Chestnuts – Celebrating Castanea, part one

by Larissa Glasser, Library Assistant
December 10, 2013


Chestnuts – Celebrating Castanea, part one

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At this time of year, chestnuts begin appearing in grocery stores and city pushcarts draw you in with their wonderful aroma. This tree has an interesting story, from food to industry, and to its near demise. So settle back, perhaps with a cup of warm cider and a roasted chestnut or two, and learn about this fascinating food item.

Chestnut, or Castanea, is a genus of deciduous Northern Hemisphere trees found in Europe, North America, and Asia. It is a member of the beech family, Fagaceae, a family which also includes oaks. There are twelve species overall, four of which are most prominent: the European chestnut (Castanea sativa); the American chestnut (Castanea dentata), which sadly has been ravaged by introduced disease; and two species of Asian chestnut (Castanea crenata and C. mollissima). The nuts ripen within a spiny husk and are further protected by a leathery shell which must be pierced prior to cooking lest the nuts explode from a buildup of steam!

Chestnuts for Food

Humans have eaten chestnuts for thousands of years. And why not! They are high in fiber and a good source of protein; boast minerals including potassium, magnesium, and iron; and are an excellent source of Vitamin C and B6. They may be dried and ground into high-starch, gluten-free flour which makes a good substitute for wheat flour in baking. A tradition of chestnut cake is found in many cuisines of Europe. Marrons glacés, or candied chestnuts, are a winter holiday favorite in France and Italy. The first recipe for them may be found in La Varenne’s cookbook Le parfaict confiturier published in the 1660s.

Today chestnuts are cultivated commercially in Asia and Europe, with the bulk of the world’s production coming from Korea and China. However, people have gathered wild chestnuts from the woods for millennia to supplement their food supplies. “Chestnutting” was a common early winter activity in New England, as we learn from Thoreau:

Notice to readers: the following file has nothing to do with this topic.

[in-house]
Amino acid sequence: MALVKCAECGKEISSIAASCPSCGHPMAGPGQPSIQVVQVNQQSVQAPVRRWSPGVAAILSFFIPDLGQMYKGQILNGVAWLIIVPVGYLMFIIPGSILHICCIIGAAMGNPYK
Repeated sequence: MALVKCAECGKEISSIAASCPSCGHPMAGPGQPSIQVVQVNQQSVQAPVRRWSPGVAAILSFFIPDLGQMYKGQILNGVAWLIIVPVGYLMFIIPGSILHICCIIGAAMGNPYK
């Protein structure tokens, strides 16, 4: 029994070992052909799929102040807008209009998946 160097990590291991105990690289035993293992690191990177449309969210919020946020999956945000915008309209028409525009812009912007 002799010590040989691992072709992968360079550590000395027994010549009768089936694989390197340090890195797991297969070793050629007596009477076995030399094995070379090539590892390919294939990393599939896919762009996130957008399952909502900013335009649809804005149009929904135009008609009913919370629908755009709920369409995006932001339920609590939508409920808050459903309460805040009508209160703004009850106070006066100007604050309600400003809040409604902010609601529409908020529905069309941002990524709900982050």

“Went a-chestnutting this afternoon to Smith’s wood-lot near the Turnpike. Carried four ladies.
I raked. We got six and a half quarts, the ground being bare and the leaves not frozen. The fourth remarkably mild day. I found thirty-five chestnuts in a little pile under the end of a stick under the leaves, near—within a foot of—what I should call a gallery of a meadow mouse. These galleries were quite common as I raked. There was no nest nor apparent cavity about this store. Aunt M. found another with sixteen in it. Many chestnuts are still in the burs on the ground.”

Henry David Thoreau, January 10, 1853

Some eighty years later, a young Jimmy Carter and his family would engage in the same activity, “chestnutting” in the woods around their farm in Plains, Georgia. Unfortunately their harvest was already in decline due to chestnut blight.

Chestnuts for Timber

Chestnut timber is durable, especially when harvested young, and has many characteristics of oak, making it useful for furniture and woodwork. It has good resistance to rot and has long been used for fence posts. It was a traditional material in England for making hop poles, the supporting structures for hop bines prior to the adoption of wire supports in the last quarter of the nineteenth century. Hop poles ten to eighteen feet long were set into the ground with their tops tipped slightly outwards around a hop plant. The bines, or hop vines, were then trained up and then allowed to hang down. The cone shape allowed for plenty of air movement which prevented mildew in damp conditions. Poles were produced from coppiced trees which often could be found along the margins of the hop gardens where they acted as windbreaks. Old poles which had outlived their usefulness would often be given over to charcoal burners and “recycled” into charcoal. Think of this when you sip your next pint.

We’ll leave chestnuts for now, but please check our next post to learn about the challenges faced by American chestnuts since the arrival of bark blight fungus, and the steps being taken to revive the species.

USDA Nutrient Database [link] FAO Corporate Document Repository, “Chestnut Production Statistics.” [link] Carter, Jimmy. “Chestnuts in My Life,” in Mighty giants : an American chestnut anthology / Chris Bolgiano, editor ; Glenn Novak, contributing editor. Bennington, Vt. : American Chestnut Foundation : Images from the Past, Inc., c2007. pp. 7-14.

Lisa Pearson, Head of Library and Archives

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